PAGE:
New York City Ballet’s The Nutcracker 2016

I’m gonna swoon here.  First, allow me to establish that I’m no ballet expert.  Though I’ve been to more than a few, and generally make a point to take in a performance or two each year, I could scarcely tell you what plie means.  But greatness is something I pride myself on recognizing on sight.  And this production is simply stunning!

The very idea that there were empty seats at the Tuesday night performance is a travesty.  My companion and I spent most of the time wowing, slapping each other’s legs in excitement, and generally (at least in my case) being transported back to those giddy days of Christmas past when my chest could scarcely keep my bursting heart caged.  No, really.  The stunning pageantry of the sets and costumes themselves are a sight to behold.  With gasps, of course.  The dancers’ execution is impeccable, right down to the children executing silent, elegantly playful moves perfectly in character.

A few words on the individual dancers from a neophyte.  The character Coffee that night was simply ravishing (either Megan LeCrone or Claire Kretzschmar, says the playbill).  Her every move an exquisitely sensual expression.  Lithe.  Indelible.  The power and grace of the Sugar Plum Fairy (Sterling Hyltin) and her Prince (Andrew Veyette) made of itself a whole other character – a ballet within a ballet.  Each time Veyette landed a jump, or Hyltin, one got the impression that he possesses the power to negate gravity:  not even the hint of a thump, landing like a feather each time.  In fact, I caught myself leaning forward as if in anticipation of a critical play in a sporting event – straining the ears and eyes in disbelief at the gentleness of each landing.  I could go on, at least if I knew what all the characters and movements were named.  Suffice to say that soon after the curtain rose an elegant older woman slipped into the seats to my right and spent the night whispering comments to herself with each difficult move, punctuated with physical spasms of delight.  I watched for her outbursts out of the corner of my eye and am quite convinced that she knew the dances, dancers, and ballet personally and expertly.  Suffice to say she exploded in emotion at the end.  So, you need not rely only simply on my thumbs up.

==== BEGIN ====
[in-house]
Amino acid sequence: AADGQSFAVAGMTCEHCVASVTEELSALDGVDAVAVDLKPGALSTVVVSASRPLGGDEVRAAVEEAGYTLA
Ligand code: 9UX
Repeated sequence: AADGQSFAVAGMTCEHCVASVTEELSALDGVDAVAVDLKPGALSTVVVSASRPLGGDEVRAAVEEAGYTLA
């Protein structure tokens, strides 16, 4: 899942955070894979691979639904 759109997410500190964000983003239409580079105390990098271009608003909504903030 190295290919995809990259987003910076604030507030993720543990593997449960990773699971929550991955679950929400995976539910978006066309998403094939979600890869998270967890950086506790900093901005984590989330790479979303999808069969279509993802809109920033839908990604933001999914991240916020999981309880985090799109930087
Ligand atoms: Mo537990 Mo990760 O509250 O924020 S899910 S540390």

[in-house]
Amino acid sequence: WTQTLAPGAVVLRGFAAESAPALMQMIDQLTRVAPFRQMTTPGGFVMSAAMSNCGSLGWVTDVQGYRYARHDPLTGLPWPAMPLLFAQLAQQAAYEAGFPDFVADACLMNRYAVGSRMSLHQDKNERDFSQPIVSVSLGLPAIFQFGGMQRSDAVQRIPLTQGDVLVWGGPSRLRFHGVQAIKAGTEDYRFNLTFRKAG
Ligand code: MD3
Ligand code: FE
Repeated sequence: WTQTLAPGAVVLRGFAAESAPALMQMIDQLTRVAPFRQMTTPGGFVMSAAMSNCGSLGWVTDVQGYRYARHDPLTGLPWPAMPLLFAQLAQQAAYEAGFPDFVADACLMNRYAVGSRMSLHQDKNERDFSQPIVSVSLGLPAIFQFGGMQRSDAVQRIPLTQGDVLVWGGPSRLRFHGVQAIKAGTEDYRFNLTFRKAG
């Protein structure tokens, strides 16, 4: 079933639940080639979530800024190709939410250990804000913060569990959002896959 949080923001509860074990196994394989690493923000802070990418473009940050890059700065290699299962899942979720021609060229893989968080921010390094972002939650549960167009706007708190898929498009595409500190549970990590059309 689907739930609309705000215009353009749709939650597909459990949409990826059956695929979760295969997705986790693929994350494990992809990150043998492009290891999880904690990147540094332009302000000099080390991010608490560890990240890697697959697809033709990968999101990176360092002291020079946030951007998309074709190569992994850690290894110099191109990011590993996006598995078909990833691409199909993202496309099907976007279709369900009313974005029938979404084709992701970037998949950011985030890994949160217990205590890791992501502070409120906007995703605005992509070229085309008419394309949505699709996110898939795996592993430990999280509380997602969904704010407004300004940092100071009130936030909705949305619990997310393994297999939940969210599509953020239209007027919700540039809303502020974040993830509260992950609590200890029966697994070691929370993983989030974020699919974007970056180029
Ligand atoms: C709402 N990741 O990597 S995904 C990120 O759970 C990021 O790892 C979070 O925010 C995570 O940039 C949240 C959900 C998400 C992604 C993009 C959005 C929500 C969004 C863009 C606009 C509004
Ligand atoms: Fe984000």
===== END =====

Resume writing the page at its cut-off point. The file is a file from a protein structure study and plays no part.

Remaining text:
koch-theaterA couple of hacks.  The ground floor bars will always have a line.  Go up one flight of stairs where there are many more bars, much more space, and more than a few displays of costumes from performances past worth perusing.  You can ask for an intermission pre-order form at any of the bars and have your champagne and cookies waiting for you.  Sip your champagne, toss your head back in a haughty laugh, and wink at all the poor saps wasting their intermission waiting in line.  If, like they were for us, neither the weather nor clock are cooperating, hop across Columbia and pay Patrick a visit at PJ Clarke’s for a quick, but lovely, serving of prosecco and oysters and to swoon and chatter over the magnificent spectacle you were so lucky to have just attended.  You are welcome.